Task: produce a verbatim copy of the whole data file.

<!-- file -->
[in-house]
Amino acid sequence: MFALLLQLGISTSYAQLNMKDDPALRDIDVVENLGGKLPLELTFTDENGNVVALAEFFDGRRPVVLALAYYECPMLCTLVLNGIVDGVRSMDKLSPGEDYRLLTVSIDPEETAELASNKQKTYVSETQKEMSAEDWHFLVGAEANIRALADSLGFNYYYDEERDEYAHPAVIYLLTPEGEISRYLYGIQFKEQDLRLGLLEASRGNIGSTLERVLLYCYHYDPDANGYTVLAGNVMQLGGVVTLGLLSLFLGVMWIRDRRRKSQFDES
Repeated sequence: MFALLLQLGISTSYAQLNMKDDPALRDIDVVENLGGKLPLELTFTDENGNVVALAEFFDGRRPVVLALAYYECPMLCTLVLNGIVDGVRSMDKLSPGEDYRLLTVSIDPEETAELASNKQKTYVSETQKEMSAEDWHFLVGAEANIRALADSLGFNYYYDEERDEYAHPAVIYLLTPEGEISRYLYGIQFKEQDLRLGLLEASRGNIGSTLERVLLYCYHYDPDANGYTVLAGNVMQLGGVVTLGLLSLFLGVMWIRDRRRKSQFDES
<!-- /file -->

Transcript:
[in-house]
Amino acid sequence: MFALLLQLGISTSYAQLNMKDDPALRDIDVVENLGGKLPLELTFTDENGNVVALAEFFDGRRPVVLALAYYECPMLCTLVLNGIVDGVRSMDKLSPGEDYRLLTVSIDPEETAELASNKQKTYVSETQKEMSAEDWHFLVGAEANIRALADSLGFNYYYDEERDEYAHPAVIYLLTPEGEISRYLYGIQFKEQDLRLGLLEASRGNIGSTLERVLLYCYHYDPDANGYTVLAGNVMQLGGVVTLGLLSLFLGVMWIRDRRRKSQFDES
Repeated sequence: MFALLLQLGISTSYAQLNMKDDPALRDIDVVENLGGKLPLELTFTDENGNVVALAEFFDGRRPVVLALAYYECPMLCTLVLNGIVDGVRSMDKLSPGEDYRLLTVSIDPEETAELASNKQKTYVSETQKEMSAEDWHFLVGAEANIRALADSLGFNYYYDEERDEYAHPAVIYLLTPEGEISRYLYGIQFKEQDLRLGLLEASRGNIGSTLERVLLYCYHYDPDANGYTVLAGNVMQLGGVVTLGLLSLFLGVMWIRDRRRKSQFDES